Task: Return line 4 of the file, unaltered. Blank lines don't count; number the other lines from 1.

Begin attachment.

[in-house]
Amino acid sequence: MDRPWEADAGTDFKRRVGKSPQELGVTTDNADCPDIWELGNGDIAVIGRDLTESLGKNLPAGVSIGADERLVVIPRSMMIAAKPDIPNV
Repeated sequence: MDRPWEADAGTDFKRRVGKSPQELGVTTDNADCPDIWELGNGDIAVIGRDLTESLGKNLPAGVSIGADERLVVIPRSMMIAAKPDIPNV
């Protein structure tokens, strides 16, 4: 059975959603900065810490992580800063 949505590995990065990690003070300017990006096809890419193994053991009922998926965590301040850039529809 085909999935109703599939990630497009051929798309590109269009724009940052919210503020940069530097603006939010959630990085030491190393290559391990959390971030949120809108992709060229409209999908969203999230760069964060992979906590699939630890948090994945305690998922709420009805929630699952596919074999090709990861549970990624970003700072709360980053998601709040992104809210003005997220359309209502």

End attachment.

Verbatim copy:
């Protein structure tokens, strides 16, 4: 059975959603900065810490992580800063 949505590995990065990690003070300017990006096809890419193994053991009922998926965590301040850039529809 085909999935109703599939990630497009051929798309590109269009724009940052919210503020940069530097603006939010959630990085030491190393290559391990959390971030949120809108992709060229409209999908969203999230760069964060992979906590699939630890948090994945305690998922709420009805929630699952596919074999090709990861549970990624970003700072709360980053998601709040992104809210003005997220359309209502």